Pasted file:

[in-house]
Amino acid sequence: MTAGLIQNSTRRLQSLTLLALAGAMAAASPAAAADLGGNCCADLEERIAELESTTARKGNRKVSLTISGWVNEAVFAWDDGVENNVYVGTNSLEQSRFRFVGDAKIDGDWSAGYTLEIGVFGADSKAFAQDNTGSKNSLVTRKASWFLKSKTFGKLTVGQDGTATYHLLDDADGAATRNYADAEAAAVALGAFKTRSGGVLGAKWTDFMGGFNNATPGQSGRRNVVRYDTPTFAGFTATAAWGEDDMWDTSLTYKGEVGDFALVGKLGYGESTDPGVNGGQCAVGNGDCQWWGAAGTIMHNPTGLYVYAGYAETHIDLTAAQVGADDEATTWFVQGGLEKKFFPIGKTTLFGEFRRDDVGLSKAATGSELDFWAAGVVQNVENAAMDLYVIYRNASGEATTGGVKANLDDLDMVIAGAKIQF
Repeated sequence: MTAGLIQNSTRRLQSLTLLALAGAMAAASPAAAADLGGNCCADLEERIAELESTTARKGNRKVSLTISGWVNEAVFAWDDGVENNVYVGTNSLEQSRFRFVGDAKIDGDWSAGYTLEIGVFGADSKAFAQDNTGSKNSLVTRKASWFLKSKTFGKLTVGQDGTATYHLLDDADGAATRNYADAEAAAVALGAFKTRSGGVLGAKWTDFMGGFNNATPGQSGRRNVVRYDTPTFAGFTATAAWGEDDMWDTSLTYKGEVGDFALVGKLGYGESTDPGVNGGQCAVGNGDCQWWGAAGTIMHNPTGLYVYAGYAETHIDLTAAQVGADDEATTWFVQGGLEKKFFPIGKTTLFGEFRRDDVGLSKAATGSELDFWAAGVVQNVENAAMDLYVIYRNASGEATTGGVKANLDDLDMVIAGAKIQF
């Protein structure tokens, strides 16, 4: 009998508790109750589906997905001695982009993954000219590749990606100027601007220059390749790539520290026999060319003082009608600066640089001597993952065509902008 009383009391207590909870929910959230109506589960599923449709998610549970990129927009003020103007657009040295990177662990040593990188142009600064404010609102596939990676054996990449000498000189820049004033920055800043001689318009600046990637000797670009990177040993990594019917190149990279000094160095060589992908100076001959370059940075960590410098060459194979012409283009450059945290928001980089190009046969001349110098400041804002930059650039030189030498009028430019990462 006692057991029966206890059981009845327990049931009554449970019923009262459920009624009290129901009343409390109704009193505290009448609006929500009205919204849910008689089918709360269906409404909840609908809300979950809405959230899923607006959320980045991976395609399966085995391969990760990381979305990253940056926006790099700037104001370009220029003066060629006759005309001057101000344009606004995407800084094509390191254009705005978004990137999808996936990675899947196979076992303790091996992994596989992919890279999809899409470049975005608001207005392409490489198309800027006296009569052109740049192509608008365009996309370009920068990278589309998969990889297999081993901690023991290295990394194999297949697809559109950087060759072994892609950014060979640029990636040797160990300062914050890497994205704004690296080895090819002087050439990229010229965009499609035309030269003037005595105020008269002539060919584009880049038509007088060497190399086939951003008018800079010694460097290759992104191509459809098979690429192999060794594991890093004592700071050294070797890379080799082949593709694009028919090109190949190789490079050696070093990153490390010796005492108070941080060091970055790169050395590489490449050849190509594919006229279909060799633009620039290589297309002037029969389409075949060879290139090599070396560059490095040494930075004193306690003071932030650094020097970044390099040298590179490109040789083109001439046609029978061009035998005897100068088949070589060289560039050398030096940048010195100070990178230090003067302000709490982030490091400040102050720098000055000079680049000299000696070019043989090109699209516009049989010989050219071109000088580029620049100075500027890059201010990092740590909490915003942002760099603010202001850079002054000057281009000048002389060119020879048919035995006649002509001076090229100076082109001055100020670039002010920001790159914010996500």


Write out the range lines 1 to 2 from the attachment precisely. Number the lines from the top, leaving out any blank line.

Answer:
[in-house]
Amino acid sequence: MTAGLIQNSTRRLQSLTLLALAGAMAAASPAAAADLGGNCCADLEERIAELESTTARKGNRKVSLTISGWVNEAVFAWDDGVENNVYVGTNSLEQSRFRFVGDAKIDGDWSAGYTLEIGVFGADSKAFAQDNTGSKNSLVTRKASWFLKSKTFGKLTVGQDGTATYHLLDDADGAATRNYADAEAAAVALGAFKTRSGGVLGAKWTDFMGGFNNATPGQSGRRNVVRYDTPTFAGFTATAAWGEDDMWDTSLTYKGEVGDFALVGKLGYGESTDPGVNGGQCAVGNGDCQWWGAAGTIMHNPTGLYVYAGYAETHIDLTAAQVGADDEATTWFVQGGLEKKFFPIGKTTLFGEFRRDDVGLSKAATGSELDFWAAGVVQNVENAAMDLYVIYRNASGEATTGGVKANLDDLDMVIAGAKIQF